As far as the FAA is concerned, commercial drone flight has been illegal since 2007; however, according to the court papers, they never actually created an enforceable rule. All they did was issue a policy statement.
Russian troops on Friday stormed a Ukranian military base 5 kilometers from the Ukranian city Sevastopol, located on the Black Sea coast of the Crimean peninsula. No shots have been fired.
The two sides were reportedly in the middle of negotiating the Ukraninian soldiers’ terms of surrender, when the pro-Russian Crimean militia started assaulting the journalists who were reporting from the area.
According to early reports, members of a pro-Russia militia used a truck to break though the gate of the base. The truck got stuck at the gate, and Russia soldiers climbed over it. Some 70 Ukrainian troops were said to still be holding out in the bunkers. Russians troops who broke through the perimeter demanded the Ukrainian soldiers surrender.
A Ukrainian military official, Vladislav Seleznyov, told Reuters by telephone that the armed men took over the base without any shooting and that no one was hurt. Another Ukrainian official told Reuters at the post that he was now mediating between the Ukrainian forces and the armed group inside, and that no arms had been seized.
Original title is way overblown so I quote it here—
It’s about to get a lot harder to escape from malaria
On to the good content-
The researchers found that that the average altitude of malaria cases shifted to higher elevations in warmer years and back to lower elevations in cooler years. Did Pascual expect to find this link? “Yes,” she tells io9, “but I never thought the signal would be this clear.”
That signal is relevant to epidemiologists faced with confronting malaria as effectively as possible in the coming decades. “We know there some regions of the world that will be more sensitive to climate change and variability that others,” Pascual says; “highlands, the edges of deserts, coastal regions, and so forth.” These are areas where climate plays a limiting role, be it in the distribution of animals, plant life, sea levels or disease, she explains - factors that underscore the need for localized intervention.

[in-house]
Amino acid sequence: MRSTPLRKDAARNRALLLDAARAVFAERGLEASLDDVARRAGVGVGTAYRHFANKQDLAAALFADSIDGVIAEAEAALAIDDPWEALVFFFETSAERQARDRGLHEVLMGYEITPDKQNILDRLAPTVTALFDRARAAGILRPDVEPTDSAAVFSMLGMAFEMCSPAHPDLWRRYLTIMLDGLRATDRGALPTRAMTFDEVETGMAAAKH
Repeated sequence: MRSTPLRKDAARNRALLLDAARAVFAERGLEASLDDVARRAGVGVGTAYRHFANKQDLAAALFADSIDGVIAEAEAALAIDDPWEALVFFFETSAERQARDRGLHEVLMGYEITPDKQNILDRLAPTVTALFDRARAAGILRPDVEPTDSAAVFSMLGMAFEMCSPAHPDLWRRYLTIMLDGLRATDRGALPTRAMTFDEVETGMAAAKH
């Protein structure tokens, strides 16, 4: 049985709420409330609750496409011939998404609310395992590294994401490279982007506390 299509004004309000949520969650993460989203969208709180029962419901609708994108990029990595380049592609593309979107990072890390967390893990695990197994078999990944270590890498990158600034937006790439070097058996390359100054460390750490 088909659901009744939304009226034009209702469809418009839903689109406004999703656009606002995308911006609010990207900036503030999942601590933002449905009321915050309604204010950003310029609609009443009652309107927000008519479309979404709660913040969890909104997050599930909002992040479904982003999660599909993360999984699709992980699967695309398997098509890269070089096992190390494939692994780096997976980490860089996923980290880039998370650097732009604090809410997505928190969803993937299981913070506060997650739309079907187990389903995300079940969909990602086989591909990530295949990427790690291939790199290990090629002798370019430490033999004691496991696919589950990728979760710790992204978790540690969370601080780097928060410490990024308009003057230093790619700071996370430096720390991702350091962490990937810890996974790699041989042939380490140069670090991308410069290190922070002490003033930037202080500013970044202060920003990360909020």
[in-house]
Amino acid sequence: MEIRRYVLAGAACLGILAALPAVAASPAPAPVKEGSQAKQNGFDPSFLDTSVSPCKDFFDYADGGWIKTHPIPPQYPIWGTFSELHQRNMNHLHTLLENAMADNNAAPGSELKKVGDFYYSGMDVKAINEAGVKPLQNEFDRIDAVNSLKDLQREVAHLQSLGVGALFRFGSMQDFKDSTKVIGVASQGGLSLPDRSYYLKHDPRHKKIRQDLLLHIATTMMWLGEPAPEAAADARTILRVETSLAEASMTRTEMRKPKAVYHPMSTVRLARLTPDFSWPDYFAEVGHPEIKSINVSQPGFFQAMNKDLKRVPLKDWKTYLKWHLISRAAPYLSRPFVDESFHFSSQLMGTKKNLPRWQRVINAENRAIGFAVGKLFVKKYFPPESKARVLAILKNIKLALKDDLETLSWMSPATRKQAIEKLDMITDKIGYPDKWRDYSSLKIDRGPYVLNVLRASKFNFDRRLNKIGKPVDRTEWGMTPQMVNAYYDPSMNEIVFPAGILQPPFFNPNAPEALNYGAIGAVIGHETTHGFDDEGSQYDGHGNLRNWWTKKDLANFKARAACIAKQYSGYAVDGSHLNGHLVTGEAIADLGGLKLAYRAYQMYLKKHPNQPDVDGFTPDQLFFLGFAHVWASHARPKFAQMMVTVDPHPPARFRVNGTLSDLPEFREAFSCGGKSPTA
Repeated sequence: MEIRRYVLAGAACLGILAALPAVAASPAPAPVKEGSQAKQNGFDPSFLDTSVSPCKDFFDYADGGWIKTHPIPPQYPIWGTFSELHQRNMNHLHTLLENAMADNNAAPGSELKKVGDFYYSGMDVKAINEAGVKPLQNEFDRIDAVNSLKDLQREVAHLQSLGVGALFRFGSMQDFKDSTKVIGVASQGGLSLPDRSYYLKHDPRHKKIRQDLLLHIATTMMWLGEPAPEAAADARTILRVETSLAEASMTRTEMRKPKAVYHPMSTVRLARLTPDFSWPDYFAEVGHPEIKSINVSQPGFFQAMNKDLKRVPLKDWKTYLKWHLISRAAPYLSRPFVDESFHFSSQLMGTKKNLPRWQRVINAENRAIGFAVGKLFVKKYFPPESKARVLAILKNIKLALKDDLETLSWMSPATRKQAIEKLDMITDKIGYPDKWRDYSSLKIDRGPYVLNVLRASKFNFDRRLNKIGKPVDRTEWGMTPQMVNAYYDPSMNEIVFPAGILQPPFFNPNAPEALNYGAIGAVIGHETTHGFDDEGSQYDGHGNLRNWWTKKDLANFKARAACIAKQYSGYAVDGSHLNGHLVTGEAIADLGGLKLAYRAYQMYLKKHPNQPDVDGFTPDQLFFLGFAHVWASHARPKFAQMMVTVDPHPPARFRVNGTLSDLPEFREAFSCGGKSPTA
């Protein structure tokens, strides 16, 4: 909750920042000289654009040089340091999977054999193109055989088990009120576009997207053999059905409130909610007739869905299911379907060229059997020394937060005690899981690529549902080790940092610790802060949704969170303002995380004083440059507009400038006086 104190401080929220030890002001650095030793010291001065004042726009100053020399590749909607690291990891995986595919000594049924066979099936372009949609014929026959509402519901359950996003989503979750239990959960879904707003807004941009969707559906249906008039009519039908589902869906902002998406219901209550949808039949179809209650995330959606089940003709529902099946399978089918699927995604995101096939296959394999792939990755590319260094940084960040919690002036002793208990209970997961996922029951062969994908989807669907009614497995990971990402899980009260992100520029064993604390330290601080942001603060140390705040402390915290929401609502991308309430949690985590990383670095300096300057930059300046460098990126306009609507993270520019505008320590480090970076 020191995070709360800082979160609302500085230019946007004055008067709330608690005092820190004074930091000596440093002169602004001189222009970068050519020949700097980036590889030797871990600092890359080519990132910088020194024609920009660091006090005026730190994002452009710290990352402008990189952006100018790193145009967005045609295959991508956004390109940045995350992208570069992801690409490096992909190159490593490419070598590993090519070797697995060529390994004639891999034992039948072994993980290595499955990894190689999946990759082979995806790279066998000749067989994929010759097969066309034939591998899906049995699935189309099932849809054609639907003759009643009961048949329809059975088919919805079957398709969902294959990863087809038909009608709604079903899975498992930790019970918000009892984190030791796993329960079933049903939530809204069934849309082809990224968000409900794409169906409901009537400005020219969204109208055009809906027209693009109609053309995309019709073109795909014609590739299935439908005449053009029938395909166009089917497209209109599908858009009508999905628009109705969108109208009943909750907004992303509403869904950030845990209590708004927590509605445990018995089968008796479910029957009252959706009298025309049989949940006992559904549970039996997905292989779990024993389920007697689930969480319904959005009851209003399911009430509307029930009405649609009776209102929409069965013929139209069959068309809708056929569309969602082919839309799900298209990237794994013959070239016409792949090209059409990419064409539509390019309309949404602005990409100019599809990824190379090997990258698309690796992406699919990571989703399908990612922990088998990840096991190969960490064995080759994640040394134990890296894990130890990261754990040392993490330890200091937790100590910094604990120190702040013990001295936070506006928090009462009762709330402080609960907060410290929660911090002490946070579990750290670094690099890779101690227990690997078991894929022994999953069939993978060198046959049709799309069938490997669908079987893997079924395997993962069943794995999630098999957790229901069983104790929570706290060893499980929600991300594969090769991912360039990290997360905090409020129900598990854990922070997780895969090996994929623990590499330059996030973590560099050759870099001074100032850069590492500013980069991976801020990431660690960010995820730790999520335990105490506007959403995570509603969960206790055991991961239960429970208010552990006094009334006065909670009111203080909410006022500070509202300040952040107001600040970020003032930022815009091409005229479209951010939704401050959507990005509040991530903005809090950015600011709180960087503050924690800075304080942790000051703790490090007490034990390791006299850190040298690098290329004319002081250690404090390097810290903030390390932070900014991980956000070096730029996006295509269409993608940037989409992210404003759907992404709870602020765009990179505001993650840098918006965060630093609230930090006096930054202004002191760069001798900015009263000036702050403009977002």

Consider, for example, that populations in regions like Antioquia and Debre Zeit currently lack protective immunity to malaria. This makes them more vulnerable to the disease. And yet, the fact that these high-risk populations currently exist at the fringes of malaria’s altitudinal range could make them easier to protect - at least for the time being - than those in highly endemic, lower-elevation regions.
“In my opinion,” says Pascual, we need to deal with [Malaria] regionally, not globally.” By understanding climate’s effect on malaria incidence at the local level, she reasons, epidemiologists can be more effective in alleviating the disease’s global burden.
In the study, children sat down individually with an examiner who introduced them to the two characters, each of whom had a cup filled with an unknown quantity of items. Children were told that each character’s cup would “magically” add more items to a pile of objects already sitting on a table. But children were not allowed to see the number of objects in either cup: they only saw the pile before it was added to, and after, so they had to infer approximately how many objects Gator’s cup and Cheetah’s cup contained.
At the end, the examiner pretended that she had mixed up the cups, and asked the children — after showing them what was in one of the cups - to help her figure out whose cup it was. The majority of the children knew whose cup it was, a finding that revealed for the researchers that the pint-sized participants had been solving for a missing quantity, which is the essence of doing basic algebra.
“What was in the cup was the x and y variable, and children nailed it,” said Feigenson, director of Johns Hopkins Laboratory for Child Development. “Gator’s cup was the x variable and Cheetah’s cup was the y variable. We found out that young children are very, very good at this. It appears that they are harnessing their gut level number sense to solve this task.”
If this kind of basic algebraic reasoning is so simple and natural for 4, 5 and 6-year-olds, the question remains why it is so difficult for teens and others.